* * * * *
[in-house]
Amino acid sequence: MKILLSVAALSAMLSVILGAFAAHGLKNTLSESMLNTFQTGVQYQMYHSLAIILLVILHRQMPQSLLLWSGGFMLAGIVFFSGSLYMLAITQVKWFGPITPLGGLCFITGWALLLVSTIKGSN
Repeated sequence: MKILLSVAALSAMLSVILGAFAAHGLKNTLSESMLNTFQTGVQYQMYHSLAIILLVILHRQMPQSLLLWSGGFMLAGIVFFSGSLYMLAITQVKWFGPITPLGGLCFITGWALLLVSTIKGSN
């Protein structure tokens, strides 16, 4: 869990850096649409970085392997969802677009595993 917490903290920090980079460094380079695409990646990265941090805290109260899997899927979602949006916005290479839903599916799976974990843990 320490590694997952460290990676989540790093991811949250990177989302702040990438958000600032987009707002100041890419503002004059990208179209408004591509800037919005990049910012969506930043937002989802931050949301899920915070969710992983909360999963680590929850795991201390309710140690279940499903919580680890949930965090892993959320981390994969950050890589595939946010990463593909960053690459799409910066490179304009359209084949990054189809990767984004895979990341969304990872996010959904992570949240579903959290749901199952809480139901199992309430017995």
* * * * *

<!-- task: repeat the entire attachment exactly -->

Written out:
[in-house]
Amino acid sequence: MKILLSVAALSAMLSVILGAFAAHGLKNTLSESMLNTFQTGVQYQMYHSLAIILLVILHRQMPQSLLLWSGGFMLAGIVFFSGSLYMLAITQVKWFGPITPLGGLCFITGWALLLVSTIKGSN
Repeated sequence: MKILLSVAALSAMLSVILGAFAAHGLKNTLSESMLNTFQTGVQYQMYHSLAIILLVILHRQMPQSLLLWSGGFMLAGIVFFSGSLYMLAITQVKWFGPITPLGGLCFITGWALLLVSTIKGSN
């Protein structure tokens, strides 16, 4: 869990850096649409970085392997969802677009595993 917490903290920090980079460094380079695409990646990265941090805290109260899997899927979602949006916005290479839903599916799976974990843990 320490590694997952460290990676989540790093991811949250990177989302702040990438958000600032987009707002100041890419503002004059990208179209408004591509800037919005990049910012969506930043937002989802931050949301899920915070969710992983909360999963680590929850795991201390309710140690279940499903919580680890949930965090892993959320981390994969950050890589595939946010990463593909960053690459799409910066490179304009359209084949990054189809990767984004895979990341969304990872996010959904992570949240579903959290749901199952809480139901199992309430017995």